Wellness Among the Ruins

Looking at the papers in the cafe this morning, my roving satirical eye caught this piece by Dan Button, of the New Economics Foundation, in which he argues that the government should prioritise well being over GDP.

Yet last week, New Zealand broke new ground by eschewing GDP in favour of wellbeing as a guiding indicator when setting budgets and assessing government policy. Bids to the Treasury for money from now on will not only need a cost-benefit analysis, but an assessment of their wellbeing impact. Decisions about spending will be made on the basis of a project’s contribution to the wellbeing of the population, measured through four dimensions: human capital; social capital; natural capital; and financial and physical capital. It follows the Welsh government’s innovative Well-being of Future Generations Act, which places a legal requirement on public bodies in Wales to think about the long-term social, cultural, environmental and economic wellbeing impact of their decisions.

These are radical steps in the right direction that the UK should learn from by adopting a broader range of indicators when deciding how to spend money. Government departments should have a legal duty to routinely assess new policy for its impact on a broader range of criteria, including wellbeing. If improving quality of life is not the point of government policy, then what is?

The concept of wellbeing seems a bit overused and dated at the moment. It brings to mind Gwyneth Paltrow and her alt health company GOOP, which apparently advises women, in the pursuit of wellness and sexual health, to insert jade eggs into an intimate orifice. I am sure this is not what Dan Button means when he says that ‘departments should have a legal duty to routinely assess new policy for its impact on a broader range of criteria, including wellbeing.’ But even in the more prosaic political sphere, we’ve been here before.

In late 2010 prime minister David Cameron wanted to ‘make happiness the new GDP.’ This is how the Guardian reported it at the time:

He is sticking to a policy commitment he made before the economic crash when growth figures were still rosy. He said: ‘It’s time we admitted that there’s more to life than money and it’s time we focused not just on GDP but on GWB – general wellbeing.’

Speaking at the Google Zeitgeist Europe conference, he added: ‘Wellbeing can’t be measured by money or traded in markets. It’s about the beauty of our surroundings, the quality of our culture and, above all, the strength of our relationships. Improving our society’s sense of wellbeing is, I believe, the central political challenge of our times.’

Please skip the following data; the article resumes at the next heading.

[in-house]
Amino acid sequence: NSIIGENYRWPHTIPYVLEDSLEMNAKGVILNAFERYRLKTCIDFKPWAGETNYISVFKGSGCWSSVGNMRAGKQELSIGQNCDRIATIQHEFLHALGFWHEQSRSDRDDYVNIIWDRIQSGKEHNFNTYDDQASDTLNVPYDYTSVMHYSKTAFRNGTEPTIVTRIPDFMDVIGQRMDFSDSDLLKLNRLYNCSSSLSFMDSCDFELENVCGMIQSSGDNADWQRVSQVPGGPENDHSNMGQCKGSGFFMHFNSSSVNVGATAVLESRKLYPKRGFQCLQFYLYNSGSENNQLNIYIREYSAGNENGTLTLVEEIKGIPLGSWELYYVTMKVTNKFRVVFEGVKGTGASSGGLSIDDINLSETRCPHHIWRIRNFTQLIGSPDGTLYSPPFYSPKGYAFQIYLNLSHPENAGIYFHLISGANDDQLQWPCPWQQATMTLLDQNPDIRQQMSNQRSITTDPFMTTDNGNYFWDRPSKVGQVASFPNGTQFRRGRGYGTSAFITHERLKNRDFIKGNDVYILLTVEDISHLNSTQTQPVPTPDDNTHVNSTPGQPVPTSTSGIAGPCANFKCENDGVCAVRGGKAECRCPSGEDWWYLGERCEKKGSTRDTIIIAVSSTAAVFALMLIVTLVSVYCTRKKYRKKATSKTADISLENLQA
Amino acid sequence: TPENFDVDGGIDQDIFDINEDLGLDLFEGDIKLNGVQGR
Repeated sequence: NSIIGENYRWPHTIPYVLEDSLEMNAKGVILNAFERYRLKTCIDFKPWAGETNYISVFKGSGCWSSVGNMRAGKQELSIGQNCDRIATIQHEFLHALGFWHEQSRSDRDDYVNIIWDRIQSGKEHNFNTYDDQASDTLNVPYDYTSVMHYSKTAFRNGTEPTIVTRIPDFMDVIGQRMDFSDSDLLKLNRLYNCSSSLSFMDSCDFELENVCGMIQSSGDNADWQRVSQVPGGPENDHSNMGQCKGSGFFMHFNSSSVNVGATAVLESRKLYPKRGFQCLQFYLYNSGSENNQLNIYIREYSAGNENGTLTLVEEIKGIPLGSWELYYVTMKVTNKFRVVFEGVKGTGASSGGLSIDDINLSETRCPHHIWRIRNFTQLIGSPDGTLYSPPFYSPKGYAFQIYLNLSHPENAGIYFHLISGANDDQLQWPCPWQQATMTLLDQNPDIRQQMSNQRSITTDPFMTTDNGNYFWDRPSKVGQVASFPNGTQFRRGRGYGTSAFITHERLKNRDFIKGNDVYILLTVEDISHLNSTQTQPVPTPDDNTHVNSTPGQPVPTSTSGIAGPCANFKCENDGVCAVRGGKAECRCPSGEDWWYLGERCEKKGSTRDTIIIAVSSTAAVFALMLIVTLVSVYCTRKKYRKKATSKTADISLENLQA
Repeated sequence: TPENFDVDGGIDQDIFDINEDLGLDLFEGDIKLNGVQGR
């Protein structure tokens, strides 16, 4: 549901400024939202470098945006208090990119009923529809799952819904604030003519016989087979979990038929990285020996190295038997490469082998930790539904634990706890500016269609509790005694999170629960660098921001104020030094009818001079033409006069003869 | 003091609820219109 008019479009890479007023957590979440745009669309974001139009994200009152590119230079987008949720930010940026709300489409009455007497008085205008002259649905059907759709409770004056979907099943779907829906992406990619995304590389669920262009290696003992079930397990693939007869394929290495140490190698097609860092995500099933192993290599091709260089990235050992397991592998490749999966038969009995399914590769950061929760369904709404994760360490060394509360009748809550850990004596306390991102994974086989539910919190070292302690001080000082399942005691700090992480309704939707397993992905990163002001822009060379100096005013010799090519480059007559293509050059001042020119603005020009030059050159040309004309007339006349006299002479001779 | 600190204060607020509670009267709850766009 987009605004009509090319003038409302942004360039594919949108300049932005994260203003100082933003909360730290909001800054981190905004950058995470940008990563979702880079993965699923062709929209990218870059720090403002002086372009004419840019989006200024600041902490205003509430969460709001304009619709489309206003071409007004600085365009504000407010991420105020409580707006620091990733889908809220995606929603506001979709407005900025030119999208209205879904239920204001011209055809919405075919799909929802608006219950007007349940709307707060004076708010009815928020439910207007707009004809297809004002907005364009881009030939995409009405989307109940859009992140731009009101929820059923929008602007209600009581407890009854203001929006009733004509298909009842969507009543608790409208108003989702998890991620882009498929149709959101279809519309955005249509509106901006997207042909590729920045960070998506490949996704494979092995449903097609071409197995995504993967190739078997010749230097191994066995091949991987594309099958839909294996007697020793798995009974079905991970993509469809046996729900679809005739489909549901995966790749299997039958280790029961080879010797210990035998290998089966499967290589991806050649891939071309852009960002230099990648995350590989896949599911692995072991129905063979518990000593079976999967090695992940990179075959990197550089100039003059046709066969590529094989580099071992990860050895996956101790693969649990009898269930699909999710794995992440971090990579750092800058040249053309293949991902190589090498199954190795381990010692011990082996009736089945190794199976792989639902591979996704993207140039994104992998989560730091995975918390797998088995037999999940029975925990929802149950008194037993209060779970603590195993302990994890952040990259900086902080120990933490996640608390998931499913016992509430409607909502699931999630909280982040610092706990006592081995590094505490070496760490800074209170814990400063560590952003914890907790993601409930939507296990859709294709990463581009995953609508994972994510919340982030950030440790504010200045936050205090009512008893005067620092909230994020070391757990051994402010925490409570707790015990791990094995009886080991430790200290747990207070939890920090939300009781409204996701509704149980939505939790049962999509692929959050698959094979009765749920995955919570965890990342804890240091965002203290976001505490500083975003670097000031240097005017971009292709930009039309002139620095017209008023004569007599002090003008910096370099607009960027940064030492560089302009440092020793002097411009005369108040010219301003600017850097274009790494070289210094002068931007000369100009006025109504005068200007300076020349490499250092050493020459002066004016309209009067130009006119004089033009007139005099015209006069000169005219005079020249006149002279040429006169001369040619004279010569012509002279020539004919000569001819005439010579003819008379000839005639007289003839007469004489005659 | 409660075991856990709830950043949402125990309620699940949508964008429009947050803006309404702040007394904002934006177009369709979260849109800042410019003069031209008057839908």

We know the rest of this story – as Button says, ‘most of the population saw their living standards stagnate or fall, and austerity measures picked up pace.’ But Button goes on to claim that: ‘An economy with wellbeing at its heart would make it much harder to make such claims, and harder to enforce a policy such as austerity again.’

This seems unlikely. A focus on general wellbeing is usually a excuse for failures on real economics. In 2016 the Leave campaign and numerous Brexit commentators told us that leaving the EU would mean exciting new trade deals and money for the NHS. Now, with industry walking away and no signs of austerity letting up, these same commentators tell us to forget about the numbers, the point of the project is about restoring national pride and intangible British values. (Boring old Remainers, banging on about people’s jobs!)

Of course British values are real, and important. My argument is only that in quitting the antibiotics of GDP we could end up having to insert into ourselves the jade eggs of national sovereignty.

What is wellbeing? Button makes many good points but can’t seem to define it, and for a good reason, because wellbeing is subjective. It would be a hell of a thing for the state to decide what constitutes wellbeing and happiness, particularly as we British have become rather judgemental about how others enjoy themselves. We drink too much, smoke too much, watch reality TV. The difficulty is that government isn’t set up to foster subjective human emotions, it can only provide the resources, time and space for people to foster wellbeing in themselves and their communities and pursue their own happiness.

I’m reminded of Rachel Clarke‘s medical memoir Your Life in My Hands. Though I don’t have my copy to hand, one passage stayed with me. Dr Clarke wrote about working impossible shifts in UK hospitals and every now and again being sent internal mail offering yoga sessions and other wellness activities that the doctors could enjoy during lunch breaks.

We work through lunch break, said Clarke. We don’t have time for this.

Meanwhile, workloads soared and clinicians regularly burned out from stress. Next to nothing was done.

For all Dan Button’s good intentions, I suspect that any attempt to incorporate ‘wellness’ into the heart of British government would end in some scaled-up version of the pointless mailshots Dr Clarke describes, while the rest of the country firefights. It’s about time the state quit its emotionalist thinking and concentrated on keeping the lights on. To paraphrase P J O’Rourke: what we need is less wellness, more lunch.

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